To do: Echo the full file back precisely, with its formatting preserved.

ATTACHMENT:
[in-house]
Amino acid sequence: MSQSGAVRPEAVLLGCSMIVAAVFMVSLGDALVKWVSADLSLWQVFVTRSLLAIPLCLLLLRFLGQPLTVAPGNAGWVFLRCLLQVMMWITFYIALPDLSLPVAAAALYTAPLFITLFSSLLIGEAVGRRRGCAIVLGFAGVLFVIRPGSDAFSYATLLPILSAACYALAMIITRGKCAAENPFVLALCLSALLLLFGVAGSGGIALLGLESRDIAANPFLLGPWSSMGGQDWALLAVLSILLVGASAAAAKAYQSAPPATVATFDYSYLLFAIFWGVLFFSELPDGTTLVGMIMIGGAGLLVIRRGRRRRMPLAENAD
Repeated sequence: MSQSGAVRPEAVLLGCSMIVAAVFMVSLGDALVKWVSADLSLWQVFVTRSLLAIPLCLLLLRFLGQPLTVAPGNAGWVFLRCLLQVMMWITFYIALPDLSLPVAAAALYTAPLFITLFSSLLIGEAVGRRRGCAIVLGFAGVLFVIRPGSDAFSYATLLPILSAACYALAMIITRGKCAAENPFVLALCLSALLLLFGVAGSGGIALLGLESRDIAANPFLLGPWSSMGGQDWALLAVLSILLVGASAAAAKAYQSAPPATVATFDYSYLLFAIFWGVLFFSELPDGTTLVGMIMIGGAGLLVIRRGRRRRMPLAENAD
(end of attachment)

[in-house]
Amino acid sequence: MSQSGAVRPEAVLLGCSMIVAAVFMVSLGDALVKWVSADLSLWQVFVTRSLLAIPLCLLLLRFLGQPLTVAPGNAGWVFLRCLLQVMMWITFYIALPDLSLPVAAAALYTAPLFITLFSSLLIGEAVGRRRGCAIVLGFAGVLFVIRPGSDAFSYATLLPILSAACYALAMIITRGKCAAENPFVLALCLSALLLLFGVAGSGGIALLGLESRDIAANPFLLGPWSSMGGQDWALLAVLSILLVGASAAAAKAYQSAPPATVATFDYSYLLFAIFWGVLFFSELPDGTTLVGMIMIGGAGLLVIRRGRRRRMPLAENAD
Repeated sequence: MSQSGAVRPEAVLLGCSMIVAAVFMVSLGDALVKWVSADLSLWQVFVTRSLLAIPLCLLLLRFLGQPLTVAPGNAGWVFLRCLLQVMMWITFYIALPDLSLPVAAAALYTAPLFITLFSSLLIGEAVGRRRGCAIVLGFAGVLFVIRPGSDAFSYATLLPILSAACYALAMIITRGKCAAENPFVLALCLSALLLLFGVAGSGGIALLGLESRDIAANPFLLGPWSSMGGQDWALLAVLSILLVGASAAAAKAYQSAPPATVATFDYSYLLFAIFWGVLFFSELPDGTTLVGMIMIGGAGLLVIRRGRRRRMPLAENAD